European Commission - Press release
Brussels, 29 November 2011 - A new Eurobarometer survey shows that more than a third of European citizens currently working (35%) are concerned about losing their jobs. This proportion has increased slightly since 2009 (+2 points). At a time when Europe is experiencing grave economic challenges, certain key social indicators show a large majority of respondents feeling that the EU as a whole has taken a backward step in recent times. With 71% of Europeans pessimistic about the chances that the economic crisis will end soon and 87% saying that poverty has increased (more than in 2009).
However, the general sense of gloom about society as a whole - and about the chances of the economic crisis ending quickly - has not translated into a crisis of confidence when it comes to the way in which most respondents view their own prospects. More people in 2011 are confident that they will keep their job than in 2009, two-thirds remain confident that they will have a job in two years’ time, and over 60% say that they would be likely to fund another job relatively quickly in the event of redundancy. 24% of respondents currently working would also consider starting their own business in response to redundancy. Citizens are most acutely worried about their jobs in Spain (72%), in Greece (63%) and in Lithuania (61%).
Europeans generally consider that the impact of the EU on employment and social policies in their country is beneficial: 52% say it has a positive impact on employment policy and 51% on social policy (the most positive country is Slovakia with 74% and 71%). These figures rise considerably when addressing specific issues. 70% think the EU plays a positive role in making it easier for people to work in different EU Member States, 67% in improving access to education and training, 59% in making easier for people to start their own business, and 58% in setting minimum standards for working conditions throughout the EU. In tackling social and employment challenges, people agree behind the idea of flexicurity like regular training to improve job prospects, however half of the respondents disagree that many people retire too early.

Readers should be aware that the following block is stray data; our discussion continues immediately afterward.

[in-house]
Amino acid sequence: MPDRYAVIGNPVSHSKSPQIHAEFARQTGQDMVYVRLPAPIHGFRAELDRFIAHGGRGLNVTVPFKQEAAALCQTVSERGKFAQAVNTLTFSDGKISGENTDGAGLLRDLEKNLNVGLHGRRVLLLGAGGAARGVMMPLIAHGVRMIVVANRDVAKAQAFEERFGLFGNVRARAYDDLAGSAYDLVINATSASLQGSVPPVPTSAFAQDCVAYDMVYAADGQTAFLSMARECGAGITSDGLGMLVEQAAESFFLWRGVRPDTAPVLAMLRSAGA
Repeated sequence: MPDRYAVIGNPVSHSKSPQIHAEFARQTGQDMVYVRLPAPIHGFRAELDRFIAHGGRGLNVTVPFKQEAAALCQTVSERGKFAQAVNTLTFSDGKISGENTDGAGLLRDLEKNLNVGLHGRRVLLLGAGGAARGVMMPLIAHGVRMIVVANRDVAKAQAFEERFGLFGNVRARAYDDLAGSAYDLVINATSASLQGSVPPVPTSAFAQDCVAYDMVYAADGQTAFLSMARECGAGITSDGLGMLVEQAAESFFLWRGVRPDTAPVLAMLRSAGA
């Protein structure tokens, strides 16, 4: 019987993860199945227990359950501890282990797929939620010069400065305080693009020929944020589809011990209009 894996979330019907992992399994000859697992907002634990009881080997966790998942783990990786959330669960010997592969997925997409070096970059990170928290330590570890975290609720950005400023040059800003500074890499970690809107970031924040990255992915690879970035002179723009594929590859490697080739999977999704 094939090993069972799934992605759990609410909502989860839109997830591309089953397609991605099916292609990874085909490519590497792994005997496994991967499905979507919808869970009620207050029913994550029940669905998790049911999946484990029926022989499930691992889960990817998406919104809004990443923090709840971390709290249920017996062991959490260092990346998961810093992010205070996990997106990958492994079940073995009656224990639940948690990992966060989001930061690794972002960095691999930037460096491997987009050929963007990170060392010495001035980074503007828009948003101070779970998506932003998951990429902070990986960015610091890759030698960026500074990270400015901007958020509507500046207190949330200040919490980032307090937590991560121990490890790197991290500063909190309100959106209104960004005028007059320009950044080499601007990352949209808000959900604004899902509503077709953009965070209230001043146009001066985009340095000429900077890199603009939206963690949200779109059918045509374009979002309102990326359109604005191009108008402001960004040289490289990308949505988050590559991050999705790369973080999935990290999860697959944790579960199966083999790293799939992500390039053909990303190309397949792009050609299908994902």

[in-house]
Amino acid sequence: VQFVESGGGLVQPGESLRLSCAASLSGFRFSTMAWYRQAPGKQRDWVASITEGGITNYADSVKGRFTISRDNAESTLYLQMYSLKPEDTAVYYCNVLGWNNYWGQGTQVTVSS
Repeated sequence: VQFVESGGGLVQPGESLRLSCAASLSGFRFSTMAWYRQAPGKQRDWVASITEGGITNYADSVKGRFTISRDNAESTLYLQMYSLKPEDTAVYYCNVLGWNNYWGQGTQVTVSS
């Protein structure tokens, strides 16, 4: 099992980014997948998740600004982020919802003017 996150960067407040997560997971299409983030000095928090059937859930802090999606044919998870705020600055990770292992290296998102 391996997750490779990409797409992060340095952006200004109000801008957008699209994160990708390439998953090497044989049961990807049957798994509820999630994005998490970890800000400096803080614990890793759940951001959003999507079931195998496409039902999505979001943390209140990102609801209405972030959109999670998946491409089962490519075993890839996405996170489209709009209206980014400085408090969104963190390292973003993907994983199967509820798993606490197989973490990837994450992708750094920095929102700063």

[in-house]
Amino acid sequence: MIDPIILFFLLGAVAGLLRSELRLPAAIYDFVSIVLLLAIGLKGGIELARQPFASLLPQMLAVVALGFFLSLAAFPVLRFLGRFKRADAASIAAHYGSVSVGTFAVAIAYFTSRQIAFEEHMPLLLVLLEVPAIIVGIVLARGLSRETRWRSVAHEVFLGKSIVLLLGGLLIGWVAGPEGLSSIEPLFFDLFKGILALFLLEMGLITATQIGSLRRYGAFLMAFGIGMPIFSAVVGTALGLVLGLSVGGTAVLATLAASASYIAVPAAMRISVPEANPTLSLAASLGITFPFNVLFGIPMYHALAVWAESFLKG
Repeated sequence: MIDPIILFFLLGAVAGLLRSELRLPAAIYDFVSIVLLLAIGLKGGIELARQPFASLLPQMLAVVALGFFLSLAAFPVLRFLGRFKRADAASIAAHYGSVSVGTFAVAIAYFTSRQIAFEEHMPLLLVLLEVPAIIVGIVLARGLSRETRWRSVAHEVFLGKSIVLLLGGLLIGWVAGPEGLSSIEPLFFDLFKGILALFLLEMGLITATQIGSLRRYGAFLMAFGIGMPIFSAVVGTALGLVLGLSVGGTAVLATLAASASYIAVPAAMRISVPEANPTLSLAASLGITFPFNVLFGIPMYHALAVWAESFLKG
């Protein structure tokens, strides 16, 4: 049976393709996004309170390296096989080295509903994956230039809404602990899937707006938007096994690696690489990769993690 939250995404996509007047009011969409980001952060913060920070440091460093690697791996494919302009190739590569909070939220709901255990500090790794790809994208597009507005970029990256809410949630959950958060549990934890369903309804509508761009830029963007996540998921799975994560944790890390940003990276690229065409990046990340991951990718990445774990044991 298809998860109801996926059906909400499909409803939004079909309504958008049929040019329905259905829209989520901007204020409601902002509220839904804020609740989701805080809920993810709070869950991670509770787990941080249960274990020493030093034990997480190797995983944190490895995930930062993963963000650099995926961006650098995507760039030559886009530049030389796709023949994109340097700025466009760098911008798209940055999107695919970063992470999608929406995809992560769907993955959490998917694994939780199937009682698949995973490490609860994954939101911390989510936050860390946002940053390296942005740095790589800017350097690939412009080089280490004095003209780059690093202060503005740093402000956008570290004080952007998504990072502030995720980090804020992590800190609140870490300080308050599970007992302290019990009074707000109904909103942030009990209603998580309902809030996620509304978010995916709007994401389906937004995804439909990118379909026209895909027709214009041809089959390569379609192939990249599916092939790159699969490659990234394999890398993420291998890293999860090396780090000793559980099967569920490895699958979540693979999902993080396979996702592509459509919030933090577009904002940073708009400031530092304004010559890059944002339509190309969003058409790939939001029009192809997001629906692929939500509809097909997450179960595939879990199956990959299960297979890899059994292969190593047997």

Underneath the EU-wide statistics, lie great differences between Member States. Confidence and optimism are far higher in some Member States than in others. Faith in the EU’s ability to make a positive impact has waned in countries where the economic outlook is currently the least promising, notably Spain, Greece, Portugal and Cyprus. In Spain, the most extreme example, the proportion of respondents saying that the EU is having a positive impact on the creation of new job opportunities and fighting unemployment is much lower than in 2009 (44%, -40 points).
There is a general appetite for more and better information about the future job market where 58% would like to receive information on taking decisions about training courses and the kind of job to apply for in the future. In terms of EU funds, the survey results make it clear that, in the delivery of its social and employment policies, the EU must focus in part on effectively targeting its ESF (European Social Fund) and EGF (European Globalisation Adjustment Fund) to ensure that the decline of hope in countries with stubbornly high levels of unemployment is reversed. Almost half of Europeans (45%) are aware of the European Social Fund (ESF) (+5% since mid-2010). The ESF is best known in Slovakia (67%), Portugal (64%) and Latvia (60%) and least known in Denmark (19%). The recognition of EGF at EU level is somewhat lower (29%). While more Europeans are familiar with the ESF than was the case two years ago, it matters a great deal for European confidence - not to mention the EU itself - that ordinary citizens are aware of the EU’s efforts to tackle the problems that are such a source of anxiety today.
For more information:
Special Eurobarometer 377: European employment and social policy
Cristina Arigho (+32 2 298 53 99)
Maria Javorova (+32 2 299 89 03)